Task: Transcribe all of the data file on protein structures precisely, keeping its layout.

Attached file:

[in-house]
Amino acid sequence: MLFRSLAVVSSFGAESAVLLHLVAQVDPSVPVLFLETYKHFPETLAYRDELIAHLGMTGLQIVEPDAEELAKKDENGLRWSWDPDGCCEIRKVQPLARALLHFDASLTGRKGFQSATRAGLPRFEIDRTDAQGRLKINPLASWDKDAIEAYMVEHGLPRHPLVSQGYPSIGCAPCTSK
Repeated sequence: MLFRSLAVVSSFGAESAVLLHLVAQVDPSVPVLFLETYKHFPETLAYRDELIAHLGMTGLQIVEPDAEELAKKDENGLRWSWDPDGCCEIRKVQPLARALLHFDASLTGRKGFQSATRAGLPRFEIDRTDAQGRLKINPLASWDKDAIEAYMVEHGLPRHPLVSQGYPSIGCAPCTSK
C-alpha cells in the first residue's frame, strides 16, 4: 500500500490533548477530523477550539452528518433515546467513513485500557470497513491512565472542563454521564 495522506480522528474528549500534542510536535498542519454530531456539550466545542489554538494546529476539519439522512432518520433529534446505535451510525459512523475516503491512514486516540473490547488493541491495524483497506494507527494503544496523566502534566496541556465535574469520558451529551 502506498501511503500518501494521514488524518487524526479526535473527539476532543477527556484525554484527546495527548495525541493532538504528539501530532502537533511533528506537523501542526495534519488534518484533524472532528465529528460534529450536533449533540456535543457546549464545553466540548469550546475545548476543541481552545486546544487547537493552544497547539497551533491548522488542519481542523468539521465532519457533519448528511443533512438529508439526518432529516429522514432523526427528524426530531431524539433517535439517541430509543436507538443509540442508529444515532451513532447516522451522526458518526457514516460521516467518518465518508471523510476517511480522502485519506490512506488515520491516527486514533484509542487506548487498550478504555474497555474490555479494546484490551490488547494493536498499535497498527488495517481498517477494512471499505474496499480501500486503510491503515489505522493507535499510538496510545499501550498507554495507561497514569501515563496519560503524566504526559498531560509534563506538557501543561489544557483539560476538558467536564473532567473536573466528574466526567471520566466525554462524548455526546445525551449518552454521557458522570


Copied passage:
[in-house]
Amino acid sequence: MLFRSLAVVSSFGAESAVLLHLVAQVDPSVPVLFLETYKHFPETLAYRDELIAHLGMTGLQIVEPDAEELAKKDENGLRWSWDPDGCCEIRKVQPLARALLHFDASLTGRKGFQSATRAGLPRFEIDRTDAQGRLKINPLASWDKDAIEAYMVEHGLPRHPLVSQGYPSIGCAPCTSK
Repeated sequence: MLFRSLAVVSSFGAESAVLLHLVAQVDPSVPVLFLETYKHFPETLAYRDELIAHLGMTGLQIVEPDAEELAKKDENGLRWSWDPDGCCEIRKVQPLARALLHFDASLTGRKGFQSATRAGLPRFEIDRTDAQGRLKINPLASWDKDAIEAYMVEHGLPRHPLVSQGYPSIGCAPCTSK
C-alpha cells in the first residue's frame, strides 16, 4: 500500500490533548477530523477550539452528518433515546467513513485500557470497513491512565472542563454521564 495522506480522528474528549500534542510536535498542519454530531456539550466545542489554538494546529476539519439522512432518520433529534446505535451510525459512523475516503491512514486516540473490547488493541491495524483497506494507527494503544496523566502534566496541556465535574469520558451529551 502506498501511503500518501494521514488524518487524526479526535473527539476532543477527556484525554484527546495527548495525541493532538504528539501530532502537533511533528506537523501542526495534519488534518484533524472532528465529528460534529450536533449533540456535543457546549464545553466540548469550546475545548476543541481552545486546544487547537493552544497547539497551533491548522488542519481542523468539521465532519457533519448528511443533512438529508439526518432529516429522514432523526427528524426530531431524539433517535439517541430509543436507538443509540442508529444515532451513532447516522451522526458518526457514516460521516467518518465518508471523510476517511480522502485519506490512506488515520491516527486514533484509542487506548487498550478504555474497555474490555479494546484490551490488547494493536498499535497498527488495517481498517477494512471499505474496499480501500486503510491503515489505522493507535499510538496510545499501550498507554495507561497514569501515563496519560503524566504526559498531560509534563506538557501543561489544557483539560476538558467536564473532567473536573466528574466526567471520566466525554462524548455526546445525551449518552454521557458522570